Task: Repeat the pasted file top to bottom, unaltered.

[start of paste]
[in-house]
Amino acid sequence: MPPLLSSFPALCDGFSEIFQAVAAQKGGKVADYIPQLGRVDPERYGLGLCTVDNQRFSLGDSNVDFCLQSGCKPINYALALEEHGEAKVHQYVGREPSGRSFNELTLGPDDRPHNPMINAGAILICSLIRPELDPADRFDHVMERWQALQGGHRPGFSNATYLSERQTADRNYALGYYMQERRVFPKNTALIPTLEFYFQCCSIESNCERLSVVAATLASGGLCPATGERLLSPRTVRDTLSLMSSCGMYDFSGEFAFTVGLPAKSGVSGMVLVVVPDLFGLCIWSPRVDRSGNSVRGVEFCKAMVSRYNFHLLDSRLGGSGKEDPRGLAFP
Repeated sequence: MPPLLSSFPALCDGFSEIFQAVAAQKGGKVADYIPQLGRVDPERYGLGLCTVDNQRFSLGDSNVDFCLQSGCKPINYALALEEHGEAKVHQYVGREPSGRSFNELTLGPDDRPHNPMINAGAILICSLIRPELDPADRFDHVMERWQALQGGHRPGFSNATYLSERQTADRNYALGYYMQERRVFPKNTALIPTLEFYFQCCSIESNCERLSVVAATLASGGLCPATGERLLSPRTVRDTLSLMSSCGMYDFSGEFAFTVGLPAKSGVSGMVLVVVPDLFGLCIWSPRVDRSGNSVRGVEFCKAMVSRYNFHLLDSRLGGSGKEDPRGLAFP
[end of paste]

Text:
[in-house]
Amino acid sequence: MPPLLSSFPALCDGFSEIFQAVAAQKGGKVADYIPQLGRVDPERYGLGLCTVDNQRFSLGDSNVDFCLQSGCKPINYALALEEHGEAKVHQYVGREPSGRSFNELTLGPDDRPHNPMINAGAILICSLIRPELDPADRFDHVMERWQALQGGHRPGFSNATYLSERQTADRNYALGYYMQERRVFPKNTALIPTLEFYFQCCSIESNCERLSVVAATLASGGLCPATGERLLSPRTVRDTLSLMSSCGMYDFSGEFAFTVGLPAKSGVSGMVLVVVPDLFGLCIWSPRVDRSGNSVRGVEFCKAMVSRYNFHLLDSRLGGSGKEDPRGLAFP
Repeated sequence: MPPLLSSFPALCDGFSEIFQAVAAQKGGKVADYIPQLGRVDPERYGLGLCTVDNQRFSLGDSNVDFCLQSGCKPINYALALEEHGEAKVHQYVGREPSGRSFNELTLGPDDRPHNPMINAGAILICSLIRPELDPADRFDHVMERWQALQGGHRPGFSNATYLSERQTADRNYALGYYMQERRVFPKNTALIPTLEFYFQCCSIESNCERLSVVAATLASGGLCPATGERLLSPRTVRDTLSLMSSCGMYDFSGEFAFTVGLPAKSGVSGMVLVVVPDLFGLCIWSPRVDRSGNSVRGVEFCKAMVSRYNFHLLDSRLGGSGKEDPRGLAFP